Views sought on ‘gaps’ in equality legislation in Northern Ireland

Views sought on 'gaps' in equality legislation in Northern Ireland

Ciara Fulton

Members of the public have been urged to contribute to an inquiry into gaps in equality legislation in Northern Ireland.

The Northern Ireland Assembly’s committee for the Executive Office is undertaking an inquiry into differences in equality legislation between Northern Ireland, other parts of the UK and the EU, which is expected to complete in early 2025.

As part of that inquiry, a public survey has been launched which will run until 6 September 2024.

Committee chairperson Paula Bradshaw said: “We want to hear from a wide range of people involved in or impacted by equality legislation and to ensure that their views are listened to. This is the first, but a very valuable stage in gathering information for the Committee to consider.

“Equality legislation affects all of us and it’s crucial that we hear from as many people as possible to ensure that it is robust and fit for purpose.”

Employment lawyer Ciara Fulton, head of Lewis Silkin NI, has welcomed the new inquiry as an important development for people and businesses in Northern Ireland.

Ms Fulton said: “Northern Ireland does not currently offer any protection to people against age discrimination in the provision of goods and services in this jurisdiction.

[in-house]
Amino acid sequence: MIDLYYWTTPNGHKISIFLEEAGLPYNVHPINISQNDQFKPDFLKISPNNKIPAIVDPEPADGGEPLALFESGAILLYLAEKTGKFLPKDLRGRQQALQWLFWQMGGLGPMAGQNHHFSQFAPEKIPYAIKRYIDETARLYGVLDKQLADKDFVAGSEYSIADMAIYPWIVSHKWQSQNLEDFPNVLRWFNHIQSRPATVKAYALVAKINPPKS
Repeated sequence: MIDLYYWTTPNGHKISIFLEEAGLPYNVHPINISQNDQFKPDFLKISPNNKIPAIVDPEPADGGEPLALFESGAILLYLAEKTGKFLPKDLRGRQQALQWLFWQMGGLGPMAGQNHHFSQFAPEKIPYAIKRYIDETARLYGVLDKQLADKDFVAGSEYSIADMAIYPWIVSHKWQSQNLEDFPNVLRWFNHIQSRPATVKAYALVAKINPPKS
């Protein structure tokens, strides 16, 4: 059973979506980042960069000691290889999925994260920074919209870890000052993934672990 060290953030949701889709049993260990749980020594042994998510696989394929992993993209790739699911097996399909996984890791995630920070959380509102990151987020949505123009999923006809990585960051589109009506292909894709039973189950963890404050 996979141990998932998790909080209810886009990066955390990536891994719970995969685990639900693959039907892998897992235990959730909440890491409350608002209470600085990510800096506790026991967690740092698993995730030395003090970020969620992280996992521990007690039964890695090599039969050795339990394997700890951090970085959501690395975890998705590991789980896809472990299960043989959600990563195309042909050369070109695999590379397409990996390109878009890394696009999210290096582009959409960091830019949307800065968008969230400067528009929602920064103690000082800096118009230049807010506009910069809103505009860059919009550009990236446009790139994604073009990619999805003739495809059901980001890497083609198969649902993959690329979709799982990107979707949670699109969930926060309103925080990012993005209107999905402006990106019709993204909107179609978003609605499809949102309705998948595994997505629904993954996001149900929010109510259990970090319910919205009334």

“We also make it harder for disabled people to bring claims for discrimination by not providing protection against indirect discrimination or discrimination arising from a disability as has been available in Great Britain since 2010.

“Also, the process of gender reassignment in Northern Ireland requires ‘medical supervision’ and we will need to consider the wider approach taken in Britain and Ireland to this.

“Even in areas such as gender discrimination, we don’t have up to date monitoring obligations to detect gender pay gaps, let alone the right tools for eliminating these, which makes Northern Ireland an outlier in Europe.”

She added: “Harmonising and simplifying the equality laws in Northern Ireland would also address inconsistencies, anomalies and complexities and ensure uniform protection against discrimination across all grounds, where appropriate, benefitting employers and employees alike.”

Lewis Silkin grew out of two significant local law firms, including Jones Cassidy Brett, whose founding partners helped to shape Northern Ireland’s fair employment legislation and worked in the area of discrimination in the workplace.

“The differences in equality protection are now significant and it is time for us again to take on the challenge of correcting this and levelling the playing field,” Ms Fulton said.

“We are grateful to the committee for the Executive Office for tackling this important issue and look forward to presenting our evidence. We urge people to engage with the inquiry.”

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